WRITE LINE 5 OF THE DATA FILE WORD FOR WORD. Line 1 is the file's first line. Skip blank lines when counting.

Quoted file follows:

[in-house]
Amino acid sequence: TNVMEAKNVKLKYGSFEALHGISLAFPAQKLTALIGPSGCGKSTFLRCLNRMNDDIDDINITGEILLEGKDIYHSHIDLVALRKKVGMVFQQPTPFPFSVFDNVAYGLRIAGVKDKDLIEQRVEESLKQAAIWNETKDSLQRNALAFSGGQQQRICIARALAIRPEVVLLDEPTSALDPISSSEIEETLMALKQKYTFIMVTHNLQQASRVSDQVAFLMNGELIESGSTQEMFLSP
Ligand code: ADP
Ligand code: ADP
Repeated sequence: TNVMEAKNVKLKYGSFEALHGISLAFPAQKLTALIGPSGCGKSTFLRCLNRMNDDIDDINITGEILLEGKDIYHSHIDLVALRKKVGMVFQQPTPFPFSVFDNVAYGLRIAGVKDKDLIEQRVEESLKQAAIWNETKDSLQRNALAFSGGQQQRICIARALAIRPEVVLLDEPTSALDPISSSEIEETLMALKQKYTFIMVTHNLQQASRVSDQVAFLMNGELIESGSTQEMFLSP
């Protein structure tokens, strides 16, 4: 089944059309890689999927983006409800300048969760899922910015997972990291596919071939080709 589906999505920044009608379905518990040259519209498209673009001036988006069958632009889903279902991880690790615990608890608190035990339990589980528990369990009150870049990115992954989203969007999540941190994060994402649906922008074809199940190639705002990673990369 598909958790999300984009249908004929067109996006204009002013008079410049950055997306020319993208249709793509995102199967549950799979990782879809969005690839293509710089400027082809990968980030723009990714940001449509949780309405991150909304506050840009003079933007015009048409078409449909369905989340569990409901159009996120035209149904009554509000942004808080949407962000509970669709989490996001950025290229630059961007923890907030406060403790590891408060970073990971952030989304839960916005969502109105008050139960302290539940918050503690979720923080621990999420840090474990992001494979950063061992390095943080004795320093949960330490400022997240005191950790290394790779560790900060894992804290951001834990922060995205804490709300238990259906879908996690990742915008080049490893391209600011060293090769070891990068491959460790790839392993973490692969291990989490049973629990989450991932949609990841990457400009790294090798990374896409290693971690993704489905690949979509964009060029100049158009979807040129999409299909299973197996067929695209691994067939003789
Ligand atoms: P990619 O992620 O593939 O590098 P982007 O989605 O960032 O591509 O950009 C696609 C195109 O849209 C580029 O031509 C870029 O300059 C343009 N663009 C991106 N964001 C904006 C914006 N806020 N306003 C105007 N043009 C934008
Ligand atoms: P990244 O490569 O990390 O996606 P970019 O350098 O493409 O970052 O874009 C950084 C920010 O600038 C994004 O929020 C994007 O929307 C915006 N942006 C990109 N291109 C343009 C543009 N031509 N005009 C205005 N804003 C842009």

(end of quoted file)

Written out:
Repeated sequence: TNVMEAKNVKLKYGSFEALHGISLAFPAQKLTALIGPSGCGKSTFLRCLNRMNDDIDDINITGEILLEGKDIYHSHIDLVALRKKVGMVFQQPTPFPFSVFDNVAYGLRIAGVKDKDLIEQRVEESLKQAAIWNETKDSLQRNALAFSGGQQQRICIARALAIRPEVVLLDEPTSALDPISSSEIEETLMALKQKYTFIMVTHNLQQASRVSDQVAFLMNGELIESGSTQEMFLSP